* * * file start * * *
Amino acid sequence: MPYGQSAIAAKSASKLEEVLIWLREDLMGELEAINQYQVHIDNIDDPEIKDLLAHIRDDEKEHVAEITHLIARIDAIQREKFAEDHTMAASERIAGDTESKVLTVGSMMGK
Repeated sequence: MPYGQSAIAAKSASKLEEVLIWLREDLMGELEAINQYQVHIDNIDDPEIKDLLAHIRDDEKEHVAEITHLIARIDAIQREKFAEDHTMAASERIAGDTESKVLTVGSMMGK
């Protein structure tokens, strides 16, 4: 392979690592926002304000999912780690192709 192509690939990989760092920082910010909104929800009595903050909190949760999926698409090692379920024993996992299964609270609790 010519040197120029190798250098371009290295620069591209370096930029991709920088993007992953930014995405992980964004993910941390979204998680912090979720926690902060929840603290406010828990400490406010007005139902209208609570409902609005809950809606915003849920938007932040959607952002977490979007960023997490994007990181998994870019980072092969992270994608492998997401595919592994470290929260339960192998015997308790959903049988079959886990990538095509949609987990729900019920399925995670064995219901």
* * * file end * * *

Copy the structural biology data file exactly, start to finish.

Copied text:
Amino acid sequence: MPYGQSAIAAKSASKLEEVLIWLREDLMGELEAINQYQVHIDNIDDPEIKDLLAHIRDDEKEHVAEITHLIARIDAIQREKFAEDHTMAASERIAGDTESKVLTVGSMMGK
Repeated sequence: MPYGQSAIAAKSASKLEEVLIWLREDLMGELEAINQYQVHIDNIDDPEIKDLLAHIRDDEKEHVAEITHLIARIDAIQREKFAEDHTMAASERIAGDTESKVLTVGSMMGK
């Protein structure tokens, strides 16, 4: 392979690592926002304000999912780690192709 192509690939990989760092920082910010909104929800009595903050909190949760999926698409090692379920024993996992299964609270609790 010519040197120029190798250098371009290295620069591209370096930029991709920088993007992953930014995405992980964004993910941390979204998680912090979720926690902060929840603290406010828990400490406010007005139902209208609570409902609005809950809606915003849920938007932040959607952002977490979007960023997490994007990181998994870019980072092969992270994608492998997401595919592994470290929260339960192998015997308790959903049988079959886990990538095509949609987990729900019920399925995670064995219901």